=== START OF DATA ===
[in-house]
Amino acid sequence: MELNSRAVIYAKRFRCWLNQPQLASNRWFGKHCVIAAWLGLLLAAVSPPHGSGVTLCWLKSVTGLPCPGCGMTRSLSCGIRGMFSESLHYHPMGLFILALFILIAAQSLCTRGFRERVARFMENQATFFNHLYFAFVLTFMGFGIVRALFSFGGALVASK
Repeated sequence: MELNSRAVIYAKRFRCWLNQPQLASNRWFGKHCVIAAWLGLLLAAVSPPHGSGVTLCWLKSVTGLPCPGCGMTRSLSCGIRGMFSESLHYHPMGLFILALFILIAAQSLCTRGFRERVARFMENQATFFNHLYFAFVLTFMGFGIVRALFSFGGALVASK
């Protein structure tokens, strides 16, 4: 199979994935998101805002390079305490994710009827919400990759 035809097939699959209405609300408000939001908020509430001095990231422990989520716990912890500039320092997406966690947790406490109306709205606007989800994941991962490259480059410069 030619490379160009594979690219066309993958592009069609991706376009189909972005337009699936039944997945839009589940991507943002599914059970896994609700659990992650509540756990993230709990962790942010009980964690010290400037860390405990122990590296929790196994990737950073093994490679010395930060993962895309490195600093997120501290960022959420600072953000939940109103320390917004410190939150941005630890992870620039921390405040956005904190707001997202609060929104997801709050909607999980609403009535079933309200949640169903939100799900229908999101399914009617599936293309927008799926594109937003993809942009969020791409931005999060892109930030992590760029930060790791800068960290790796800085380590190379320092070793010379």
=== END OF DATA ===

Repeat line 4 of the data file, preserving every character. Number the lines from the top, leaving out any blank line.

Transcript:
């Protein structure tokens, strides 16, 4: 199979994935998101805002390079305490994710009827919400990759 035809097939699959209405609300408000939001908020509430001095990231422990989520716990912890500039320092997406966690947790406490109306709205606007989800994941991962490259480059410069 030619490379160009594979690219066309993958592009069609991706376009189909972005337009699936039944997945839009589940991507943002599914059970896994609700659990992650509540756990993230709990962790942010009980964690010290400037860390405990122990590296929790196994990737950073093994490679010395930060993962895309490195600093997120501290960022959420600072953000939940109103320390917004410190939150941005630890992870620039921390405040956005904190707001997202609060929104997801709050909607999980609403009535079933309200949640169903939100799900229908999101399914009617599936293309927008799926594109937003993809942009969020791409931005999060892109930030992590760029930060790791800068960290790796800085380590190379320092070793010379």